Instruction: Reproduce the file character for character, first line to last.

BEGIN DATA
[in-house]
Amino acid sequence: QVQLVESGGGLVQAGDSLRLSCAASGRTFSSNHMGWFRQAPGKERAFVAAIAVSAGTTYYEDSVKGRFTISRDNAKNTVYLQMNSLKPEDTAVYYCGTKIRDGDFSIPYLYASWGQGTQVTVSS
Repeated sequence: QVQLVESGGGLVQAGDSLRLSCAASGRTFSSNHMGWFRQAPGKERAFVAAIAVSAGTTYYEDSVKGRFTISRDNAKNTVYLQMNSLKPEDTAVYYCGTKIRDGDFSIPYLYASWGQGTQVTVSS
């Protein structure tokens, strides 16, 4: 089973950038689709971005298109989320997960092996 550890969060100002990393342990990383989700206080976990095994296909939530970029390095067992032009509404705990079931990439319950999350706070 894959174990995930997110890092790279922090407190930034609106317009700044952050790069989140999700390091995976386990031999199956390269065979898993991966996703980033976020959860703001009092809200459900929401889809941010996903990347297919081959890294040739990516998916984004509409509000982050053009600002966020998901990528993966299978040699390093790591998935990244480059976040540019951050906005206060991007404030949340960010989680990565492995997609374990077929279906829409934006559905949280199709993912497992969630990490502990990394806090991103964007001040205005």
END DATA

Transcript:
[in-house]
Amino acid sequence: QVQLVESGGGLVQAGDSLRLSCAASGRTFSSNHMGWFRQAPGKERAFVAAIAVSAGTTYYEDSVKGRFTISRDNAKNTVYLQMNSLKPEDTAVYYCGTKIRDGDFSIPYLYASWGQGTQVTVSS
Repeated sequence: QVQLVESGGGLVQAGDSLRLSCAASGRTFSSNHMGWFRQAPGKERAFVAAIAVSAGTTYYEDSVKGRFTISRDNAKNTVYLQMNSLKPEDTAVYYCGTKIRDGDFSIPYLYASWGQGTQVTVSS
């Protein structure tokens, strides 16, 4: 089973950038689709971005298109989320997960092996 550890969060100002990393342990990383989700206080976990095994296909939530970029390095067992032009509404705990079931990439319950999350706070 894959174990995930997110890092790279922090407190930034609106317009700044952050790069989140999700390091995976386990031999199956390269065979898993991966996703980033976020959860703001009092809200459900929401889809941010996903990347297919081959890294040739990516998916984004509409509000982050053009600002966020998901990528993966299978040699390093790591998935990244480059976040540019951050906005206060991007404030949340960010989680990565492995997609374990077929279906829409934006559905949280199709993912497992969630990490502990990394806090991103964007001040205005």